The well-documented decrease in prescribed doses of anemia drugs – 31% since January 2011––has lead to a corresponding increase in iron use and a significant increase in serum ferritin levels, researchers from the Dialysis Outcomes and Practice Patterns Study reported last month.

DOPPS has been monitoring changes in clinical indicators  among dialysis clinics in the United States since the ESRD payment bundle became effective in 2011. The research group uses its Dialysis Practice Monitor to look at quality indicators among a sampling of 4,000 patients in 140 clinics around the country.

Based on findings as of April 2013, DOPPS reported at a Web Ex on Sept. 5 that:

  • Sixty-seven to 70% of hemodialysis patients currently have active prescriptions for IV iron. Prior to the bundle (August 2010), 55% of patients were using IV iron. That increased to 68% by August 2011, declined to 56% in March 2012 and jumped 11 percentage points up to 67% by April 2012. The rate has remained steady over the past year.
  • From August 2010 through August 2012, median serum ferritin levels in the sampling increased 40% to 795 ng/ml, with 15% of patients having ferritin levels >1,200 ng/mL. During the same time, median transferrin saturation (TSAT) levels increased from 28% to 29%, while the proportion of patients with TSAT < 20% fell from 20% to 18%. Since August 2012, serum ferritin and TSAT levels have been generally stable, DOPPS reported.

The increase in iron use corresponds with a well-documented decrease in hemoglobins and Epogen dosing. Mean hgb among all patients in the DOPPS sampling declined from 11.5 g/dL in August 2010 to 10.9 g/dL in March 2012. Mean hgb levels have remained relatively unchanged from early 2012 through April 2013. Among patients treated with an ESA, the percent with hgb >12 g/dL declined substantially since 2011, from 26% to 8%, while the percent with hgb <10 g/dL increased from 9% to 19%. In data from April 2013, 4%-5% of patients had hgb levels of < 9 g/dL.

High doses disappearing

Since August 2010, the size of the prescribed IV epoetin dose has decreased 31%; based on the April 2013 data, the mean dose is now 14,000 units/week in April 2013. High doses showed the greatest decline: doses >50,000 units/week declined from 11% to < 3% of prescriptions. Over the same time, the average administered IV epoetin dose has decreased 40% to 11,800 units/week. (The decline is greater than for prescribed dose because doses are now withheld more frequently, DOPPS said.) The median administered IV epoetin dose was 6,800 units/week in April 2013.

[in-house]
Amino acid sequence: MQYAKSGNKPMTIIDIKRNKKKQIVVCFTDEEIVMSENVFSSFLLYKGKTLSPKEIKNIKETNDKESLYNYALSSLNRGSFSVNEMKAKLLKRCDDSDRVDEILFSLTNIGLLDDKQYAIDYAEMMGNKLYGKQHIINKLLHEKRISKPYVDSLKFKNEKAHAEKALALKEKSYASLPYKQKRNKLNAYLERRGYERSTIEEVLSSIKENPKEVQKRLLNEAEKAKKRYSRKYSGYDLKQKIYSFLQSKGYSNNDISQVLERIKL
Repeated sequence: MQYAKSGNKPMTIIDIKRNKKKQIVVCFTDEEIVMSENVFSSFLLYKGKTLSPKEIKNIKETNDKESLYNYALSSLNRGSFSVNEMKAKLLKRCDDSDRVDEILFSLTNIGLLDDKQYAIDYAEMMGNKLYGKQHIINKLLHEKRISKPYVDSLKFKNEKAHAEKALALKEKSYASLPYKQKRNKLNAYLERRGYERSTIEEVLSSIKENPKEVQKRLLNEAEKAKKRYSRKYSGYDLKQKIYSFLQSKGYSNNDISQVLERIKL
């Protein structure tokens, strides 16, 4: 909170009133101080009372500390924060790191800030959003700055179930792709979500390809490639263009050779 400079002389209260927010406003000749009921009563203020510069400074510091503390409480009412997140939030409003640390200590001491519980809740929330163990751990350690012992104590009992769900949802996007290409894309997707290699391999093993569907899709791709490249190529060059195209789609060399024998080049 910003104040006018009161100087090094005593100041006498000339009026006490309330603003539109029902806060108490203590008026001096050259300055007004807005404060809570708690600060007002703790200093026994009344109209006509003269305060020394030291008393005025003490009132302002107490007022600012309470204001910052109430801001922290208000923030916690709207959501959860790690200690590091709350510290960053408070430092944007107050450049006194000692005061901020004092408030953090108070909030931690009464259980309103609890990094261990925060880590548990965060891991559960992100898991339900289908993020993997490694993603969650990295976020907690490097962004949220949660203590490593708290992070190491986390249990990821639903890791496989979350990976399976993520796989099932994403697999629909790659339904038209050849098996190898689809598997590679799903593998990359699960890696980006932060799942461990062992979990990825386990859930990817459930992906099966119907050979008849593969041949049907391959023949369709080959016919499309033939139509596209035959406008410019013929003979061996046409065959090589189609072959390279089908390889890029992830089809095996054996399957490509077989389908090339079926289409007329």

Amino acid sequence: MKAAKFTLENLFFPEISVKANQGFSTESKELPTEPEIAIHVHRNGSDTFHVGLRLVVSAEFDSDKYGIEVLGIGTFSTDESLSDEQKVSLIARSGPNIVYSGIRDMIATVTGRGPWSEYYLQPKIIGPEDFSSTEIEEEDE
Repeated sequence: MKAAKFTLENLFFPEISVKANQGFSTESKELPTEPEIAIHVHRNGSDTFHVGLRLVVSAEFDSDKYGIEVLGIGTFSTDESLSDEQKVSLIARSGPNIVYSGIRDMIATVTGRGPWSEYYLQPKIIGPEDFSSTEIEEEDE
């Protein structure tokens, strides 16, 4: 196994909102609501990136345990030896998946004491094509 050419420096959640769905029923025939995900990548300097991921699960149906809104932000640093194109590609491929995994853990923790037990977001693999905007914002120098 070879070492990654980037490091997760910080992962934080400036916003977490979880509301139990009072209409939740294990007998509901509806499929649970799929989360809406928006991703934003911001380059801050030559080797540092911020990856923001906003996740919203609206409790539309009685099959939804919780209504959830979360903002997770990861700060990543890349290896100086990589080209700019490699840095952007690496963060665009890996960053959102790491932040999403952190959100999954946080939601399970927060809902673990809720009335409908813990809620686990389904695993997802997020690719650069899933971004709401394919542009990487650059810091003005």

For the first time, average hgb levels are lower in the United States than in Europe, Canada, and Australia/New Zealand, the DOPPS researchers reported. 

 

Jump in PTH levels

Serum PTH levels also increased 28% from August 2010 to April 2011, but have been largely stable since, DOPPS reported. In April 2013, the prevalence of very high PTH values (defined by DOPPS as PTH > 600 pg/mL) was 23% among black hemodialysis patients and 17% among non-black hemodialysis patients. While there has been no clear change in overall use of mineral and bone disorder medications, the DOPPS survey of U.S. dialysis clinic medical directors indicates a shift to a higher upper target for PTH management. Median serum calcium levels have now risen slightly (by 0.1 mg/dL), while serum phosphorus has remained generally constant.

Other DOPPS data from April shows:

– Among those on hemodialysis for more than a year, the percent of patients with URR > 65% increased from 91% to 95%, and the percent of patients with single pool Kt/V >1.2 increased from 93% to 95%.

– A modest increase in average hemodialysis session length, from 217 min/session in August 2010 to 221 min/session in April 2013, was reported. Correspondingly, the percent of patients with hemodialysis session length <210 min/session has declined, from 34% to 28%.

For the complete data reported at the Sept. 5 Web Ex, go to the Dialysis Practice Monitor website at www.dopps.org/DPM/